In 1980, Rogers and colleagues1 articulated a change in the focus of pediatrics, with care of the hospitalized child and management of life-threatening illness occupying less of the pediatrician's time and effort. They concluded that the central concern for pediatricians had become to assist each child to become as full a member of society as his or her ability permits. Chronic medical conditions affect 10% to 20% of all children,2 and many of these children require the attention of health and education professionals to reach their full potential. The 1984 report "Chronically Ill Children in America"3 observed that chronically ill children constitute a neglected group that often experiences gaps in service and poor coordination of care and that, with their entire families, these children may suffer negative personal, social, and financial consequences. Some families report that no one in the health care system is available to help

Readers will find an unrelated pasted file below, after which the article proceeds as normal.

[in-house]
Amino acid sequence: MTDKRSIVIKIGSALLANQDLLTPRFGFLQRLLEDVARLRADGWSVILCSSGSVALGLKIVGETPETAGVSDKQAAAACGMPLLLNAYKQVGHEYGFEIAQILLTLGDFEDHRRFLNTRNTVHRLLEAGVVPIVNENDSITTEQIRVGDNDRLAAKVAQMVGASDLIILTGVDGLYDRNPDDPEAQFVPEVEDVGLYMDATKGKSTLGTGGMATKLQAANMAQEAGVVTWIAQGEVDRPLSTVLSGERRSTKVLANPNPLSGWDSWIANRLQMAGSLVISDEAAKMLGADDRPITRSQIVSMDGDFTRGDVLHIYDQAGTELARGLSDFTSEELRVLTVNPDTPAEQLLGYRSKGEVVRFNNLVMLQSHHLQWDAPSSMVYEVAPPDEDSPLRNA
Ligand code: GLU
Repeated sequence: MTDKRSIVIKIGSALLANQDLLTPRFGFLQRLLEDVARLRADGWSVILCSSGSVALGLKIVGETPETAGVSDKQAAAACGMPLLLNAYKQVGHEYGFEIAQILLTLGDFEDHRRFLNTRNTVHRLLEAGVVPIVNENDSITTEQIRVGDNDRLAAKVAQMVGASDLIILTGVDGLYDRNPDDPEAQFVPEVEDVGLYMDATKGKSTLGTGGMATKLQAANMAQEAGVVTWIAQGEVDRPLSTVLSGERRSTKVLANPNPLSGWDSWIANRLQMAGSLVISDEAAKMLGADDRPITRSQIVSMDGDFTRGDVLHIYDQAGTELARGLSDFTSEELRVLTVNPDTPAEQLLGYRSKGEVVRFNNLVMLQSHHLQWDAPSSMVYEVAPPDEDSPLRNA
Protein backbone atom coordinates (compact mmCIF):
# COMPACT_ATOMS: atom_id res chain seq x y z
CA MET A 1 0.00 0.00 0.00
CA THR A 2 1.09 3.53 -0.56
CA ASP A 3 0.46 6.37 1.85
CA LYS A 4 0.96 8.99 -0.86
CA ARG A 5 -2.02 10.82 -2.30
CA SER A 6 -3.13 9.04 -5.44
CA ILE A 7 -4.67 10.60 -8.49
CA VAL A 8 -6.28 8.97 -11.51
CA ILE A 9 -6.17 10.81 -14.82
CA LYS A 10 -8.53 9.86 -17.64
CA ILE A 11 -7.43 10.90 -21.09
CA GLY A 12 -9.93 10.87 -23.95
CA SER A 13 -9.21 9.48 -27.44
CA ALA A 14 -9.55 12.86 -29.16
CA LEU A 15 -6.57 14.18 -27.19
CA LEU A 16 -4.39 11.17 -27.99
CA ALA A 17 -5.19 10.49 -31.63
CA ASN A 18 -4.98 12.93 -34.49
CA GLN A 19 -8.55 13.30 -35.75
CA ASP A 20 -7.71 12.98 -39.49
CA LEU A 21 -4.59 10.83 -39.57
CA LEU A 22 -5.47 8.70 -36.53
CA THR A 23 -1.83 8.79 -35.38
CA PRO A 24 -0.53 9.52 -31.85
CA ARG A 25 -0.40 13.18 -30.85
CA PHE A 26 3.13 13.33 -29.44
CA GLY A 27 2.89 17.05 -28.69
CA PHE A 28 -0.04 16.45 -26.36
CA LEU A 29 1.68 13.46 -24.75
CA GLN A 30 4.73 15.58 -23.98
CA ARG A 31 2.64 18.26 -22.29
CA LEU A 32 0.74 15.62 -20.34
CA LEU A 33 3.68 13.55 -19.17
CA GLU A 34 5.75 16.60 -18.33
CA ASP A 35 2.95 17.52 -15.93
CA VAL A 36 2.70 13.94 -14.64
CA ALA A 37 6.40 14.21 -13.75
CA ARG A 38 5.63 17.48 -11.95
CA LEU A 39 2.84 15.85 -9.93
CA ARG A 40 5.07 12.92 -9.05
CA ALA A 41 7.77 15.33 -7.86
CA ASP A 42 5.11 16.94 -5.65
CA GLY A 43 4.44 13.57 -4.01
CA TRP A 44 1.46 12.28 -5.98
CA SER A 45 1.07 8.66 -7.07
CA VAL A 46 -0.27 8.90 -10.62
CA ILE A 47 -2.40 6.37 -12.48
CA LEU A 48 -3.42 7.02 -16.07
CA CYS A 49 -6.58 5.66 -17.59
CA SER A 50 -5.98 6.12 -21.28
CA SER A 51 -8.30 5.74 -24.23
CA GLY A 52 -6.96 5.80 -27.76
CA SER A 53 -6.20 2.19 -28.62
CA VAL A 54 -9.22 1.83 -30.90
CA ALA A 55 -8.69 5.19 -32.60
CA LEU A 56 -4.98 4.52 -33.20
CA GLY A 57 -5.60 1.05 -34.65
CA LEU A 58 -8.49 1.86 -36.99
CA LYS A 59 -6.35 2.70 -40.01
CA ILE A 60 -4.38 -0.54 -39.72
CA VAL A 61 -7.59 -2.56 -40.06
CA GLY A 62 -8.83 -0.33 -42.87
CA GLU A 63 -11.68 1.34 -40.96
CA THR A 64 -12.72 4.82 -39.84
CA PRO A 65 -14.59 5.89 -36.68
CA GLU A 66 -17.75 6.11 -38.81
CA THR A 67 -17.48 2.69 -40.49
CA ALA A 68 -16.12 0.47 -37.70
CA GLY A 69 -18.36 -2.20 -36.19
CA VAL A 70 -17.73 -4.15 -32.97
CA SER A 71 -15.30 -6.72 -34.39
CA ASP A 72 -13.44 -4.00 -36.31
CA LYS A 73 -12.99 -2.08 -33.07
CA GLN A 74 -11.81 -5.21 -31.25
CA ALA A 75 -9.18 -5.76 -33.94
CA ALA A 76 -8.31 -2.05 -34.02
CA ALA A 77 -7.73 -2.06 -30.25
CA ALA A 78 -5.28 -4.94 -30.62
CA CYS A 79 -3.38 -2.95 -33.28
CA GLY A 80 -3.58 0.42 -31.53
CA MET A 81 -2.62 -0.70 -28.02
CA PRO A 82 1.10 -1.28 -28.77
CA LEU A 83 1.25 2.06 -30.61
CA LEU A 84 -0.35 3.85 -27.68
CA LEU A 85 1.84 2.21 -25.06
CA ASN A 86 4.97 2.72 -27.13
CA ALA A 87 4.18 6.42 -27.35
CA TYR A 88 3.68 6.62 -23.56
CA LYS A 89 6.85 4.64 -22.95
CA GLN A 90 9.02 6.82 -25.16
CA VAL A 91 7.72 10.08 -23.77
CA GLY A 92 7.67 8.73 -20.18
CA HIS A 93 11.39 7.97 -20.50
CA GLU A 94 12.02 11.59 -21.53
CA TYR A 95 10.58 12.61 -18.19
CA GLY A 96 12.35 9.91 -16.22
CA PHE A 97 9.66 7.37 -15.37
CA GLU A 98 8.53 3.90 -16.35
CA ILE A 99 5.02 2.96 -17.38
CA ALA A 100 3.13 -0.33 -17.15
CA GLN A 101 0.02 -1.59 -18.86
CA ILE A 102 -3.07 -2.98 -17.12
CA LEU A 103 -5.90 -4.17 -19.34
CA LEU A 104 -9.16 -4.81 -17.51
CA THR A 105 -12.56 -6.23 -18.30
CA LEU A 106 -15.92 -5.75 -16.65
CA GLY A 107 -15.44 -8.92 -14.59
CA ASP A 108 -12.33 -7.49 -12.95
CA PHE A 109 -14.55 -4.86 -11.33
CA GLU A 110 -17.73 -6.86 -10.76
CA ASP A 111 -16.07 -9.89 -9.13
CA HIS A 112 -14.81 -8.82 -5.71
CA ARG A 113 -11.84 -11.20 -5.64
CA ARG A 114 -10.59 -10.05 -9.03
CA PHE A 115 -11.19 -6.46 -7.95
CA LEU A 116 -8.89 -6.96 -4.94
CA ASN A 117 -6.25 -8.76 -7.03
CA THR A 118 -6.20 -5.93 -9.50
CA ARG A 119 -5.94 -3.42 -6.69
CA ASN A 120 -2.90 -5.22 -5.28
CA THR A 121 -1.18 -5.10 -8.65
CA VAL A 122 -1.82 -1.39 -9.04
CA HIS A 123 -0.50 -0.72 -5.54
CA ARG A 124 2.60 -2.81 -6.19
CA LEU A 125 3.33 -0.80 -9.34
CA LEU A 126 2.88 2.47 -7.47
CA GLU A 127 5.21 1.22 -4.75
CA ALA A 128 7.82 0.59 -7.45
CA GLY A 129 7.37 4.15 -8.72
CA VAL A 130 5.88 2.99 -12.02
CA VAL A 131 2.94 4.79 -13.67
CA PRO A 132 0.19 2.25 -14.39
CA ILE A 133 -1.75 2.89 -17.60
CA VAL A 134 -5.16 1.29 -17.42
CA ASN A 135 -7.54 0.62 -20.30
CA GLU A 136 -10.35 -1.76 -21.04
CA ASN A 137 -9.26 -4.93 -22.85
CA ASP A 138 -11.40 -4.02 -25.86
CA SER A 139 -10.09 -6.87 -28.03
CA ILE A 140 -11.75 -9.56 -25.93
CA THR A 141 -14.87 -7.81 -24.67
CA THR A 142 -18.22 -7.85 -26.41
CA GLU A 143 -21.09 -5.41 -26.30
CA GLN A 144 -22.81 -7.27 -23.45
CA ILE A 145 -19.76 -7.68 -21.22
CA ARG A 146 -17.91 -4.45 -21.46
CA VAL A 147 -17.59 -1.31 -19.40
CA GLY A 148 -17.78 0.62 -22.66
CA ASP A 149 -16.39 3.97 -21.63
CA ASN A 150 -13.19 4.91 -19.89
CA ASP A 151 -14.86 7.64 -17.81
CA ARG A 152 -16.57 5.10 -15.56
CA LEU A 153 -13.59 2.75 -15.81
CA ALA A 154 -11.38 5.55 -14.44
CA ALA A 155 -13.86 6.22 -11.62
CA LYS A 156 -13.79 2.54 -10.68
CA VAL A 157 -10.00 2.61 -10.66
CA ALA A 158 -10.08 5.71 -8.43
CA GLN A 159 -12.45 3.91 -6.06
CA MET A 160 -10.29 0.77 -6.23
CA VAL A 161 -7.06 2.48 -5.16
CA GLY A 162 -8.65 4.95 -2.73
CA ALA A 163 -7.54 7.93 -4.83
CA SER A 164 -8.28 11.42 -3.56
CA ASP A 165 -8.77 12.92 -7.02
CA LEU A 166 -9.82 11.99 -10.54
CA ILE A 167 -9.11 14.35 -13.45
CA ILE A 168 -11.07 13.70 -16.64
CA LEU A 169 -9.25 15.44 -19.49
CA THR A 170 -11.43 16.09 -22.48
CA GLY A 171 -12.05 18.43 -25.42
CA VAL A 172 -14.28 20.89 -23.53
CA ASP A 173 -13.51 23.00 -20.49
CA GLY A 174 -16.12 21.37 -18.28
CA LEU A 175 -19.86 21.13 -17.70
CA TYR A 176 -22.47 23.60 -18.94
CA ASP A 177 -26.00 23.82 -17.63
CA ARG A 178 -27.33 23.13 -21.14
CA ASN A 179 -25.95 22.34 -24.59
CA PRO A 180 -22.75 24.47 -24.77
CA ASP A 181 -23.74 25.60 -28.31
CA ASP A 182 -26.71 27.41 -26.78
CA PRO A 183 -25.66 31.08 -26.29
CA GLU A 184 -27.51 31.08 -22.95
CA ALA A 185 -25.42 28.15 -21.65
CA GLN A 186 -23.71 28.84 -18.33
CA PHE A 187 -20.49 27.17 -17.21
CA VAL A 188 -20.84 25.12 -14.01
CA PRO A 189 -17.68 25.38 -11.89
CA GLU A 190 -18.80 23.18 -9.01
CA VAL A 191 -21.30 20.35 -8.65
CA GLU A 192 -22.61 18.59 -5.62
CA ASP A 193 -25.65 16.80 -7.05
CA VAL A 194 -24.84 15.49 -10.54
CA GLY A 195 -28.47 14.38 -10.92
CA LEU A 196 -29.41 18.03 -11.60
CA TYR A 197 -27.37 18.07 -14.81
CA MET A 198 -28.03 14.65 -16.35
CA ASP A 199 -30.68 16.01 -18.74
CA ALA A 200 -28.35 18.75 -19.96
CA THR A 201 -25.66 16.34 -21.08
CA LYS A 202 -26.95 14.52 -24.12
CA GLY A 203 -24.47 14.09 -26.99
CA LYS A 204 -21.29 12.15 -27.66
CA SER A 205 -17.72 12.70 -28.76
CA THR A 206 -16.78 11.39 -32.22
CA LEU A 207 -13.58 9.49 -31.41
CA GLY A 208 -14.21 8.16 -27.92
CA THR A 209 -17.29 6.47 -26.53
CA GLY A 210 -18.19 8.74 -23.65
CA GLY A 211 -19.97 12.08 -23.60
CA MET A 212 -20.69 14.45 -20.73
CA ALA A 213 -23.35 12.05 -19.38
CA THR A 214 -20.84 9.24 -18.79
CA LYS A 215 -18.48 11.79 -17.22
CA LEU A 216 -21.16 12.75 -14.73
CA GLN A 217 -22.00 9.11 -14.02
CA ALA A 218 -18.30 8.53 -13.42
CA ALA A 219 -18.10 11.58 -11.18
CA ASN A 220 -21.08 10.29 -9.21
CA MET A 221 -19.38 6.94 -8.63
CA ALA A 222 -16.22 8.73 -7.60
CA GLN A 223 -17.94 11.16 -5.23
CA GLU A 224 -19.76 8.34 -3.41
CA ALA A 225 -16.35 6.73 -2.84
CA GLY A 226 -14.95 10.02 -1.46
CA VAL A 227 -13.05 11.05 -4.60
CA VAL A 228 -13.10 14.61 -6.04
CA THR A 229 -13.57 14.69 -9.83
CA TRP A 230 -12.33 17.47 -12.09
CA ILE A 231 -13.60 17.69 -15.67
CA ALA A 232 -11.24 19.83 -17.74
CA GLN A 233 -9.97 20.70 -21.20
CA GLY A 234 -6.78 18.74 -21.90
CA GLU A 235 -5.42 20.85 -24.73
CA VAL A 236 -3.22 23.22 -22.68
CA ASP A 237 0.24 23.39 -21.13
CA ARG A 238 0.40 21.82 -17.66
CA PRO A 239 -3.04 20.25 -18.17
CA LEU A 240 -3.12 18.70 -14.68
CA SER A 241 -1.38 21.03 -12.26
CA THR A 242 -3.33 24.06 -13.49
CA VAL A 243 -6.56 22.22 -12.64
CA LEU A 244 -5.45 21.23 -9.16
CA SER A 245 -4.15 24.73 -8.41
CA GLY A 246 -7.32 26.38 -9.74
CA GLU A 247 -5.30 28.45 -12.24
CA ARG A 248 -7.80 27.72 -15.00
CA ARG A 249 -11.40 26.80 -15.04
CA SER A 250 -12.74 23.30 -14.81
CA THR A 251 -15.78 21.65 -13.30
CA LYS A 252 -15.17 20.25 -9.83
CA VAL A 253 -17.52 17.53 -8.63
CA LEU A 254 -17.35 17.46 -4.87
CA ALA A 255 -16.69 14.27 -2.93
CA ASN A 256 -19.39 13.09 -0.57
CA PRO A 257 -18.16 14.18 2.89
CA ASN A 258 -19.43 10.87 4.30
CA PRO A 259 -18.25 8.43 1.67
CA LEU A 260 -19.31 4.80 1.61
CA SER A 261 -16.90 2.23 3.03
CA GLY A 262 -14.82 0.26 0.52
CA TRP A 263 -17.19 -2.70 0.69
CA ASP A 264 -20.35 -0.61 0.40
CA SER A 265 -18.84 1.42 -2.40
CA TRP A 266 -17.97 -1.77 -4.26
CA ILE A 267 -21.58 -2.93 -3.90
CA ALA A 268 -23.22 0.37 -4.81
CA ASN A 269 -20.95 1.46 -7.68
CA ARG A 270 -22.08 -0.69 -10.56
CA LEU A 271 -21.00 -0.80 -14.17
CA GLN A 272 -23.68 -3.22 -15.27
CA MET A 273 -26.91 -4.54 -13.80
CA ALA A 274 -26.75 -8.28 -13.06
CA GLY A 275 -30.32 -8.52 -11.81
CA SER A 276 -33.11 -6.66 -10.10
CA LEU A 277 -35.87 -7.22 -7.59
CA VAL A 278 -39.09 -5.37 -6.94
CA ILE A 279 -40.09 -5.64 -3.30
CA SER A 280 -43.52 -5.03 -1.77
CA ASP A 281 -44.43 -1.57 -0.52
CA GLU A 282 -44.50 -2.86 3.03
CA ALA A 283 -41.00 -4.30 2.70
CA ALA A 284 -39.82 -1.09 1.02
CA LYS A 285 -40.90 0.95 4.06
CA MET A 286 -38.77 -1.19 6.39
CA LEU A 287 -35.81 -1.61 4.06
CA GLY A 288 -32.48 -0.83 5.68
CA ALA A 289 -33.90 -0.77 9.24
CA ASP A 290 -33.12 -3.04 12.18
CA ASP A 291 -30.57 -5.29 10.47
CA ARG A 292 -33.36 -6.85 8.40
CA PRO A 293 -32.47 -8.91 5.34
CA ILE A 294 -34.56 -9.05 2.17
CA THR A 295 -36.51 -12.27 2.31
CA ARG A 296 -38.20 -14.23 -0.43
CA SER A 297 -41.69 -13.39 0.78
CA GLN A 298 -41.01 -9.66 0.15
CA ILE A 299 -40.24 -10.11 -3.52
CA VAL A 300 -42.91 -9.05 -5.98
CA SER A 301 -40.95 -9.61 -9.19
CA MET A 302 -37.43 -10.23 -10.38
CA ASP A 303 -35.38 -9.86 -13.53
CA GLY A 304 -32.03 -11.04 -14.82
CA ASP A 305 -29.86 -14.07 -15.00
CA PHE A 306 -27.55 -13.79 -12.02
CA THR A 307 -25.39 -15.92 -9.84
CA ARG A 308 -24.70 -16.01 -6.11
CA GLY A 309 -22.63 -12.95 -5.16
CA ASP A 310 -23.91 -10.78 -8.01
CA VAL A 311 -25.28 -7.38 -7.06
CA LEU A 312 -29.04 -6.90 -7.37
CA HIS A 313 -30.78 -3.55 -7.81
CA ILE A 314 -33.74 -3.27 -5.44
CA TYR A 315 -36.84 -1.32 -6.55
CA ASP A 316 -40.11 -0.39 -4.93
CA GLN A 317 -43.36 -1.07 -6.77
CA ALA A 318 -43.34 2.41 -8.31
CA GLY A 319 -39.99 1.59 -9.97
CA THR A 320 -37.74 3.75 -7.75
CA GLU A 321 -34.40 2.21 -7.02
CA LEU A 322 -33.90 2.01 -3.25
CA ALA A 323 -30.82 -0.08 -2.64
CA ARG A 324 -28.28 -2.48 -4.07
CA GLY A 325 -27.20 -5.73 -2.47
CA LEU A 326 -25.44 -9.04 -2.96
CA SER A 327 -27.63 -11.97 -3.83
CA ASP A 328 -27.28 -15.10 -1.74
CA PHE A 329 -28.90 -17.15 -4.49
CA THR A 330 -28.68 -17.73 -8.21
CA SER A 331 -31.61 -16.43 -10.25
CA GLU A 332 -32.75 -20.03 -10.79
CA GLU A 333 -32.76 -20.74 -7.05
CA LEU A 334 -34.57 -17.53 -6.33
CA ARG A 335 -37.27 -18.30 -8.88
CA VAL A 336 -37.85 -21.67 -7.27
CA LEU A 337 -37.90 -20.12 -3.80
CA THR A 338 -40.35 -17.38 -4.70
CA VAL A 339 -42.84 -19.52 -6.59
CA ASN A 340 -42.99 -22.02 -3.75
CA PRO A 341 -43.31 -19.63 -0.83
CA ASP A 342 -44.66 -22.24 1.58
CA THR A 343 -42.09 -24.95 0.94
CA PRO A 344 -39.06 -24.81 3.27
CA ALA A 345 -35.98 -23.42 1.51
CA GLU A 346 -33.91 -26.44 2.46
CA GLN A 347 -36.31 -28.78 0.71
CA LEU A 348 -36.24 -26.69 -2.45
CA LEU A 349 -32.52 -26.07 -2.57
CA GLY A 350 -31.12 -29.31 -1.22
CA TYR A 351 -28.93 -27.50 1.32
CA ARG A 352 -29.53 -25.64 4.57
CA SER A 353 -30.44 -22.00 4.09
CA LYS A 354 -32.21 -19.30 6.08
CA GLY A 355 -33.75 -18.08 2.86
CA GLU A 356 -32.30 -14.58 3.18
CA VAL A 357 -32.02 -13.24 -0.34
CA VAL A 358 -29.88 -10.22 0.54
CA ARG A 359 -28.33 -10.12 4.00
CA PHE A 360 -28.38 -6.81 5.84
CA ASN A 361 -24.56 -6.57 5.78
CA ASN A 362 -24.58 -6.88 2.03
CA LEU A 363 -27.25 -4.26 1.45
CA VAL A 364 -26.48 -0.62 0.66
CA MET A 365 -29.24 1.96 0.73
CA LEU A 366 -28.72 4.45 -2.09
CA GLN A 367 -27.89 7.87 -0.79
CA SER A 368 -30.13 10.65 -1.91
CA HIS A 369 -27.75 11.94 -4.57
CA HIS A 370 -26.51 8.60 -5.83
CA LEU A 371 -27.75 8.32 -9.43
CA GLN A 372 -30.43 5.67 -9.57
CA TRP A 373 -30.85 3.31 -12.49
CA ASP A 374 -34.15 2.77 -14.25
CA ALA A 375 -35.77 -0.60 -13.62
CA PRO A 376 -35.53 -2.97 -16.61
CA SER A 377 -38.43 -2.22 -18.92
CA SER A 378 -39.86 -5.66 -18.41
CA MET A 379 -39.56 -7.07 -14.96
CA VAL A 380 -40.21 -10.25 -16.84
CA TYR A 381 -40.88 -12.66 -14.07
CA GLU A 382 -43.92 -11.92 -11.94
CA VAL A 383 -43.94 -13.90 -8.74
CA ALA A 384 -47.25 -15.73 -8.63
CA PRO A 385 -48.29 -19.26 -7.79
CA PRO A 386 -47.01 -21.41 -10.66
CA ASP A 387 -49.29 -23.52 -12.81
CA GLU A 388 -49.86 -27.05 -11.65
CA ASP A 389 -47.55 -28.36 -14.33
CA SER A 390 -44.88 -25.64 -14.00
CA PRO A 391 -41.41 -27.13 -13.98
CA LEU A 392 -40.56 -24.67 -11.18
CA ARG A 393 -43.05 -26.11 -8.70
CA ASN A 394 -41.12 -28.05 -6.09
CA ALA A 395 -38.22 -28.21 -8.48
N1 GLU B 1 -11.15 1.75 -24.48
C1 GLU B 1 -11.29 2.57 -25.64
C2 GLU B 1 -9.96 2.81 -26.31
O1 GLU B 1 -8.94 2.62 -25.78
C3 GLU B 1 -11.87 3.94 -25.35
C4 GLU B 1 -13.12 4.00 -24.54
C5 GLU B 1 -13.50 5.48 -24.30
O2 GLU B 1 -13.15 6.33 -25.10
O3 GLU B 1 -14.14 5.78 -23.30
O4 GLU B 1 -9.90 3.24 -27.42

Desguin BW. Chronic Illness in ChildrenAn Educational Program for a Primary-Care Pediatric Residency. Am J Dis Child. 1986;140(12):1246–1249. doi:10.1001/archpedi.1986.02140260048023
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